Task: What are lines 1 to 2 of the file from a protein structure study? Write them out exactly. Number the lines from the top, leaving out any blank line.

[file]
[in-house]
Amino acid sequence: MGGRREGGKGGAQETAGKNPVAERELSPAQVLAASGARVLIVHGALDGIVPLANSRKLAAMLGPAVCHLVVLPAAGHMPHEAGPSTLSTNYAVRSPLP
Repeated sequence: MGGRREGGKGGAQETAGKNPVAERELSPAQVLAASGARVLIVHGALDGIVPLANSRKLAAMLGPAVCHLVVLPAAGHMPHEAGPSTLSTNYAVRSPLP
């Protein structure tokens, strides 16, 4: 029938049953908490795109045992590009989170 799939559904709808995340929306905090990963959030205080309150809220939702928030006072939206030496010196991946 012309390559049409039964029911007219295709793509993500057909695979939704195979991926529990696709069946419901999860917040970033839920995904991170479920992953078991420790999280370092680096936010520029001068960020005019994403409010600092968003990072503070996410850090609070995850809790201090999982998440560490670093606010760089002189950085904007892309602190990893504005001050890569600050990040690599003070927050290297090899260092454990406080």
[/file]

[in-house]
Amino acid sequence: MGGRREGGKGGAQETAGKNPVAERELSPAQVLAASGARVLIVHGALDGIVPLANSRKLAAMLGPAVCHLVVLPAAGHMPHEAGPSTLSTNYAVRSPLP